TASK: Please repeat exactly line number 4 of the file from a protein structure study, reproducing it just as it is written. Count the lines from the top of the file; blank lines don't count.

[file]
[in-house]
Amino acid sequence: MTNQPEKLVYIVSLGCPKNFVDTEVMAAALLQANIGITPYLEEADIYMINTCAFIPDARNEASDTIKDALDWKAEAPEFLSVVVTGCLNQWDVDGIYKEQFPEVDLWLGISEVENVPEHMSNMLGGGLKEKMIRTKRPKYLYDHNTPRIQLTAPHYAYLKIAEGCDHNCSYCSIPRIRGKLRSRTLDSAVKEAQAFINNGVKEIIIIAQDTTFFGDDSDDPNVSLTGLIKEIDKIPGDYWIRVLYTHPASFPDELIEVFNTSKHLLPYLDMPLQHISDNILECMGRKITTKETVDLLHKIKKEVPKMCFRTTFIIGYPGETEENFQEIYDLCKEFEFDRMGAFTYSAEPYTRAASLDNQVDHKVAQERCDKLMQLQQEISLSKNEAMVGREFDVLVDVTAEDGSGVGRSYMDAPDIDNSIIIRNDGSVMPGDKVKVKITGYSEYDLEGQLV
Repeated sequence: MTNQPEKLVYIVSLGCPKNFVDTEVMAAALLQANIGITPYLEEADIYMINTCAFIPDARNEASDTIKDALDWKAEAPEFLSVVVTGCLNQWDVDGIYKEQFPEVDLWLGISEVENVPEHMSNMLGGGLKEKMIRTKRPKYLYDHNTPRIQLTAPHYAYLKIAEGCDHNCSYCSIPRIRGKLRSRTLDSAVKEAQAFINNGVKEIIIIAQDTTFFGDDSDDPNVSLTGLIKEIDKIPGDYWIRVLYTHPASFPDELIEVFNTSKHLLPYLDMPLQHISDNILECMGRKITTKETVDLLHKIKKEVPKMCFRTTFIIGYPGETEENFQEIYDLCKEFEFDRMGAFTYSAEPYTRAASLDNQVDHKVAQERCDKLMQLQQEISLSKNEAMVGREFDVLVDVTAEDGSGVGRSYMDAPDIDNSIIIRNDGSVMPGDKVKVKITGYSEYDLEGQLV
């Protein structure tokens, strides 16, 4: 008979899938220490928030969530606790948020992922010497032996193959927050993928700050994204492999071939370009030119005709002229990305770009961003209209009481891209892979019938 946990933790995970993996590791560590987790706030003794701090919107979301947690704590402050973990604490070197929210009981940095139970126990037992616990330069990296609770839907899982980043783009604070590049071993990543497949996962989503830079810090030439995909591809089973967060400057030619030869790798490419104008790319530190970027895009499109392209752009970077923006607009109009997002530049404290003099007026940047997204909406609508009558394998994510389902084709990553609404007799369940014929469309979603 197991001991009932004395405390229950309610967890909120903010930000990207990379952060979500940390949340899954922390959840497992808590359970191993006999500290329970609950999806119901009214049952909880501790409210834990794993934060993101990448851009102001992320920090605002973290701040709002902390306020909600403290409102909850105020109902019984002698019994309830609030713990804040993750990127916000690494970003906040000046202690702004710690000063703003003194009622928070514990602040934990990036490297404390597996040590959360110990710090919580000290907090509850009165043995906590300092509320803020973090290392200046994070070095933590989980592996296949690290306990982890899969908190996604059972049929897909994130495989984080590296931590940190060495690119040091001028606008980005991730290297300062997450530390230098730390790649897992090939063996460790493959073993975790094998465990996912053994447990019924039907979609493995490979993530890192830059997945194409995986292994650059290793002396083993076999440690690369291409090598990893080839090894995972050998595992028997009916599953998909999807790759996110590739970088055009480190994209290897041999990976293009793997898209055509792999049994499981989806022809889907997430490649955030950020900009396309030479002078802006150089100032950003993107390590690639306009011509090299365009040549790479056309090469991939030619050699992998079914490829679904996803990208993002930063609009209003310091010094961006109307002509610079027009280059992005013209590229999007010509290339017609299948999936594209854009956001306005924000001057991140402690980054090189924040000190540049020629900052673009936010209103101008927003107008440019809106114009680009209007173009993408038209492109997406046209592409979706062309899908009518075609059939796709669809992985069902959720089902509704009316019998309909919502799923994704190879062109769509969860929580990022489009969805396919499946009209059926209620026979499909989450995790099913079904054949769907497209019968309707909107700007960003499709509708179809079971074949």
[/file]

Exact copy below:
């Protein structure tokens, strides 16, 4: 008979899938220490928030969530606790948020992922010497032996193959927050993928700050994204492999071939370009030119005709002229990305770009961003209209009481891209892979019938 946990933790995970993996590791560590987790706030003794701090919107979301947690704590402050973990604490070197929210009981940095139970126990037992616990330069990296609770839907899982980043783009604070590049071993990543497949996962989503830079810090030439995909591809089973967060400057030619030869790798490419104008790319530190970027895009499109392209752009970077923006607009109009997002530049404290003099007026940047997204909406609508009558394998994510389902084709990553609404007799369940014929469309979603 197991001991009932004395405390229950309610967890909120903010930000990207990379952060979500940390949340899954922390959840497992808590359970191993006999500290329970609950999806119901009214049952909880501790409210834990794993934060993101990448851009102001992320920090605002973290701040709002902390306020909600403290409102909850105020109902019984002698019994309830609030713990804040993750990127916000690494970003906040000046202690702004710690000063703003003194009622928070514990602040934990990036490297404390597996040590959360110990710090919580000290907090509850009165043995906590300092509320803020973090290392200046994070070095933590989980592996296949690290306990982890899969908190996604059972049929897909994130495989984080590296931590940190060495690119040091001028606008980005991730290297300062997450530390230098730390790649897992090939063996460790493959073993975790094998465990996912053994447990019924039907979609493995490979993530890192830059997945194409995986292994650059290793002396083993076999440690690369291409090598990893080839090894995972050998595992028997009916599953998909999807790759996110590739970088055009480190994209290897041999990976293009793997898209055509792999049994499981989806022809889907997430490649955030950020900009396309030479002078802006150089100032950003993107390590690639306009011509090299365009040549790479056309090469991939030619050699992998079914490829679904996803990208993002930063609009209003310091010094961006109307002509610079027009280059992005013209590229999007010509290339017609299948999936594209854009956001306005924000001057991140402690980054090189924040000190540049020629900052673009936010209103101008927003107008440019809106114009680009209007173009993408038209492109997406046209592409979706062309899908009518075609059939796709669809992985069902959720089902509704009316019998309909919502799923994704190879062109769509969860929580990022489009969805396919499946009209059926209620026979499909989450995790099913079904054949769907497209019968309707909107700007960003499709509708179809079971074949």